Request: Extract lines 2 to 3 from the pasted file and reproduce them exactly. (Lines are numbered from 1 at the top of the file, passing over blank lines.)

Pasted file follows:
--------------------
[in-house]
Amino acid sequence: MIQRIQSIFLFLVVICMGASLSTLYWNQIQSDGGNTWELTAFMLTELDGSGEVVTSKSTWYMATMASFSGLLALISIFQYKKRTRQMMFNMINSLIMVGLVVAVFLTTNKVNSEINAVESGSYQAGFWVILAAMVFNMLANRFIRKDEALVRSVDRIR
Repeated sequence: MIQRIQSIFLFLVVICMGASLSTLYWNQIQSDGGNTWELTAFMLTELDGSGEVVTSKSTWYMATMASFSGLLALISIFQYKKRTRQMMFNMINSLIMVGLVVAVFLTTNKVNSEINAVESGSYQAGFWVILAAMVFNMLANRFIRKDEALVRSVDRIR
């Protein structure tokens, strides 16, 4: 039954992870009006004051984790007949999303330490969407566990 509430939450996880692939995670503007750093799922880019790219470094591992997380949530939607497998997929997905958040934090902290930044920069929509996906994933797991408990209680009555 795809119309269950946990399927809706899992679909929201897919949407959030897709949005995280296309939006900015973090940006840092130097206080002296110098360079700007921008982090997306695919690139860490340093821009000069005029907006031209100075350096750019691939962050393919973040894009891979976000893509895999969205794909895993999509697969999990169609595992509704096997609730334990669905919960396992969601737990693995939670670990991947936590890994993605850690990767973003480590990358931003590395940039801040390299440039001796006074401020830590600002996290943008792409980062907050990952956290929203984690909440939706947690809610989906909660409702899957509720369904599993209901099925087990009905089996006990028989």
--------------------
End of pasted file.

Amino acid sequence: MIQRIQSIFLFLVVICMGASLSTLYWNQIQSDGGNTWELTAFMLTELDGSGEVVTSKSTWYMATMASFSGLLALISIFQYKKRTRQMMFNMINSLIMVGLVVAVFLTTNKVNSEINAVESGSYQAGFWVILAAMVFNMLANRFIRKDEALVRSVDRIR
Repeated sequence: MIQRIQSIFLFLVVICMGASLSTLYWNQIQSDGGNTWELTAFMLTELDGSGEVVTSKSTWYMATMASFSGLLALISIFQYKKRTRQMMFNMINSLIMVGLVVAVFLTTNKVNSEINAVESGSYQAGFWVILAAMVFNMLANRFIRKDEALVRSVDRIR